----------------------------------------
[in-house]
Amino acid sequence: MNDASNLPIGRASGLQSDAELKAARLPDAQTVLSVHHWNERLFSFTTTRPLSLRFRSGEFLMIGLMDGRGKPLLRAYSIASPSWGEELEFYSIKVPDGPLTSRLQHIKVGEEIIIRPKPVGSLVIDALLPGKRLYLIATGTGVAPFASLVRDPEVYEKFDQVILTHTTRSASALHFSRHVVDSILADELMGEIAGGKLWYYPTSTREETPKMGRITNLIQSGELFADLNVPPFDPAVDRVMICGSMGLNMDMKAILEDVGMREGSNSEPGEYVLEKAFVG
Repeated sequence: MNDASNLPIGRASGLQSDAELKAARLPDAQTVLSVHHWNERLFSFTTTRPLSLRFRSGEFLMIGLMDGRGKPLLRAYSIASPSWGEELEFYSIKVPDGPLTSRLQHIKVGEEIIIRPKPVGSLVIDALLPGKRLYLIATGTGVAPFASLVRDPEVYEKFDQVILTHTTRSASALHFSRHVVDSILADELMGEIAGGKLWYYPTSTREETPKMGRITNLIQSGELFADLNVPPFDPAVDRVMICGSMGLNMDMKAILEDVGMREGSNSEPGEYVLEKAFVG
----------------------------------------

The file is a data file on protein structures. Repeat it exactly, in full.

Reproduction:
[in-house]
Amino acid sequence: MNDASNLPIGRASGLQSDAELKAARLPDAQTVLSVHHWNERLFSFTTTRPLSLRFRSGEFLMIGLMDGRGKPLLRAYSIASPSWGEELEFYSIKVPDGPLTSRLQHIKVGEEIIIRPKPVGSLVIDALLPGKRLYLIATGTGVAPFASLVRDPEVYEKFDQVILTHTTRSASALHFSRHVVDSILADELMGEIAGGKLWYYPTSTREETPKMGRITNLIQSGELFADLNVPPFDPAVDRVMICGSMGLNMDMKAILEDVGMREGSNSEPGEYVLEKAFVG
Repeated sequence: MNDASNLPIGRASGLQSDAELKAARLPDAQTVLSVHHWNERLFSFTTTRPLSLRFRSGEFLMIGLMDGRGKPLLRAYSIASPSWGEELEFYSIKVPDGPLTSRLQHIKVGEEIIIRPKPVGSLVIDALLPGKRLYLIATGTGVAPFASLVRDPEVYEKFDQVILTHTTRSASALHFSRHVVDSILADELMGEIAGGKLWYYPTSTREETPKMGRITNLIQSGELFADLNVPPFDPAVDRVMICGSMGLNMDMKAILEDVGMREGSNSEPGEYVLEKAFVG